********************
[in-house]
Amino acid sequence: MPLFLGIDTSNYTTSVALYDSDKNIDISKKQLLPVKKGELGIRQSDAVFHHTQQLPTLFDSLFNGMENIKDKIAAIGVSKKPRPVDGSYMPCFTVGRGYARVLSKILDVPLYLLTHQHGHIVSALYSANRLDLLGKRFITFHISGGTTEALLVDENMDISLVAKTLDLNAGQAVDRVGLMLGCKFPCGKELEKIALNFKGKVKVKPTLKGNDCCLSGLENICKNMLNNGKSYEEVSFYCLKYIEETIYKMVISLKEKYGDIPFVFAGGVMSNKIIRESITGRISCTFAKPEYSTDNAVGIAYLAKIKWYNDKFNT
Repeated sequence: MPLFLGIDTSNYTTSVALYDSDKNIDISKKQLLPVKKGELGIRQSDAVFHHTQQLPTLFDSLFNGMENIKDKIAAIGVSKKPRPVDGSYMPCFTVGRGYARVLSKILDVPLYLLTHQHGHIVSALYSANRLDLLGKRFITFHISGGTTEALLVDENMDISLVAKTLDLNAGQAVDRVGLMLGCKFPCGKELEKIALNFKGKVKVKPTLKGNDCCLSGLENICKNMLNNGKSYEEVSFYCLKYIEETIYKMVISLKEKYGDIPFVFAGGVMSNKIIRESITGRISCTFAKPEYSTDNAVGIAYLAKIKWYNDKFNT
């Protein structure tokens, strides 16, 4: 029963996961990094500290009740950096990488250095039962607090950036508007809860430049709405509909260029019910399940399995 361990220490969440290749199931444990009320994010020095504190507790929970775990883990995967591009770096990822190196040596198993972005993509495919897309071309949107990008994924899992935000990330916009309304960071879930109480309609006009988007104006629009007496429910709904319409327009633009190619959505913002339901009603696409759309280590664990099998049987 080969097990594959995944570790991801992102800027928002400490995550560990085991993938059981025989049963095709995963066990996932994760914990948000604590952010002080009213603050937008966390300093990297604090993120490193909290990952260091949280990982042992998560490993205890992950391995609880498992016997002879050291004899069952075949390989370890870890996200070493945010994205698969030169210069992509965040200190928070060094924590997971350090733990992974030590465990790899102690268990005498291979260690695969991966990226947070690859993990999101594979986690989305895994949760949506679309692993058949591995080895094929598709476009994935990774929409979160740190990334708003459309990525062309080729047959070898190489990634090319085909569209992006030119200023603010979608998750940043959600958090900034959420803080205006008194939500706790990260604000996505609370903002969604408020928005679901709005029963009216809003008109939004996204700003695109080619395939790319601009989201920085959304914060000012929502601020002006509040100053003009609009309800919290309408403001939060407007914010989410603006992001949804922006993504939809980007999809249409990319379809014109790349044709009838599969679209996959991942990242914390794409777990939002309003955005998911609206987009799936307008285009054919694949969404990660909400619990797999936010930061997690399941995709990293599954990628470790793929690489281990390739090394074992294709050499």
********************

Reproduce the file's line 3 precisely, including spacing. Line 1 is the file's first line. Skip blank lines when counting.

Repeated sequence: MPLFLGIDTSNYTTSVALYDSDKNIDISKKQLLPVKKGELGIRQSDAVFHHTQQLPTLFDSLFNGMENIKDKIAAIGVSKKPRPVDGSYMPCFTVGRGYARVLSKILDVPLYLLTHQHGHIVSALYSANRLDLLGKRFITFHISGGTTEALLVDENMDISLVAKTLDLNAGQAVDRVGLMLGCKFPCGKELEKIALNFKGKVKVKPTLKGNDCCLSGLENICKNMLNNGKSYEEVSFYCLKYIEETIYKMVISLKEKYGDIPFVFAGGVMSNKIIRESITGRISCTFAKPEYSTDNAVGIAYLAKIKWYNDKFNT